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This 20-year-old Died After Playing #neknominate. But Was It Facebook’s Fault?

Thunderfoot Team

#Neknominate started out as a fun game, but when it went viral, it got dangerous. How can a social media game end up costing lives?

#neknominate became the biggest social trend to happen this year so far and what started out as a harmless bit of fun became something much more dangerous with five people in the UK dying after playing the nomination-based drinking game.

The game is said to have started in Australia, but quickly spread across the world via Facebook and became particularly popular with rugby players.

What’s The Story Behind #neknominate?

#neknominate is an online drinking game which involves the player downing a drink while recording themselves. The player then nominates two friends to do the same in their video and posts it to Facebook.

When Did It Get So Dangerous?

The game started off with players downing a pint of relatively low-alcohol beer but it soon escalated to become more dangerous. Each player was expected to take part in a more challenging way and some started drinking stronger alcohol such as wine or undiluted spirits.

Alcohol aside, some players even decided to drink while taking part in a more dangerous activity, such as downing the drink while skateboarding down a highway or hanging off a helicopter. One nominee in Australia even completed his task before nailing his testicles to a table.

The brother of a 19-year-old who disappeared after jumping into a river sent a plea out on Twitter, asking the game to stop.

Another victim, 22-year-old Ross Cummins, was found unconscious in a house in Dublin and later died in hospital.

Rugby player Bradley Eames, 20, died four days after filming himself drinking two pints of gin in a #neknominate challenge, while 29-year-old Stephen Brooks from Cardiff was pronounced dead after drinking a pint of vodka as part of a #neknomination challenge.

But are these deaths down to the stupidity of individuals,  lack of education about alcohol or the fact that Facebook didn’t stop the game spreading?

Professor Mark Ellis, of the UK Faculty of Public Health told UK newspaper The Telegraph, that it is peer pressure on social networks making people take part.

‘[#neknominate] has created a very dangerous cultural environment. A few things come together here, with social media and a real risk of peer pressure, especially combined with a substance that makes people very susceptible.

‘Young people think they are fine to do these things with no consequences. But the reality, as we have seen over the past few days, is that it is hugely dangerous. For each of these deaths there will be dozens who have attended A&E. One of the key things is that when you go out, your friends can look after you. But when people are doing this there really is nobody there to help.’

Why Didn’t Facebook Ban The Game?

There were numerous calls for Facebook to intervene  and close down #neknominate groups before more people died. The social network repeatedly declined and said the game didn’t go against its community standards and it was the responsibility of the individual not to take part if they didn’t feel comfortable.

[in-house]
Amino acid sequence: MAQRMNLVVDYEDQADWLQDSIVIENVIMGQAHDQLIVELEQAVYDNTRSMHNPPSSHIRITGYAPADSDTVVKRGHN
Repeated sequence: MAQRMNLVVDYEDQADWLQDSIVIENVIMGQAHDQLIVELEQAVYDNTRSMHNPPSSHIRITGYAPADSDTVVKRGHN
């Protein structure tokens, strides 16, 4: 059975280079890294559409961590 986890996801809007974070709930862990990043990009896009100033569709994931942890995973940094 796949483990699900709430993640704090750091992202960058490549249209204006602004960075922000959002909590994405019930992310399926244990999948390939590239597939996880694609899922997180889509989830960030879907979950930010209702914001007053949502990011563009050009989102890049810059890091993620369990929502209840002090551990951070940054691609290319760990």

An official statement said, ‘We do not tolerate content which is directly harmful, for example bullying, but controversial or offensive behavior is not necessarily against our rules. We encourage people to report things to us which they feel break our rules so we can review and take action on a case by case basis. We also give people the ability to remove themselves from an uncomfortable conversation through tools such as untagging and blocking.’

In a survey on The Guardian, 58 per cent of respondents said Facebook should not intervene and many of the comments agreed with this trend.

One Guardian reader said, ‘It’s not facebook’s responsibility to police people’s utter idiocy,’ while another said, ‘The game does not require people to drink bleach or do anything dangerous. They choose their own drink and the vast majority have chosen something that neither kills nor puts them in hospital. It’s not fair on those playing sensibly to ban it because of the stupid actions of a few.’

‘If people are stupid enough to take part in this ‘craze’, why should Facebook take the responsibility of banning the videos? Can’t people take responsibility for their own actions anymore?’

However, there were also further calls for Facebook to ban the game.

‘I’m in disagreement with people who say Facebook is not responsible. Facebook is providing the platform for this game to be played. They are responsible when the game turns to a dangerous level to discourage this. Facebook are happy to take down pictures of mothers breastfeeding so why not something that kills,’ said one commenter.

The Rise Of Something A Little Less Dangerous

Following the deaths of five young people, many seemed to have opted out of playing the game.

One man nominated to #neknominate in New Zealand decided to do something a little different, opting to give a homeless man food and water. This became a trend of #raknominate – or ‘random acts of kindness nominate’.

Facebook feeds soon became filled with #raknominate  videos, including this man who gave all his clothes to a homeless man.

And just as quickly as the trend started, it’s switched to a whole range of safer nomination-based games, including #nicnominate, where nominees post pictures of Nicolas Cage and #neighnominate – pictures of horses.

I certainly don’t think Facebook will agree to take down any of these nominations, do you?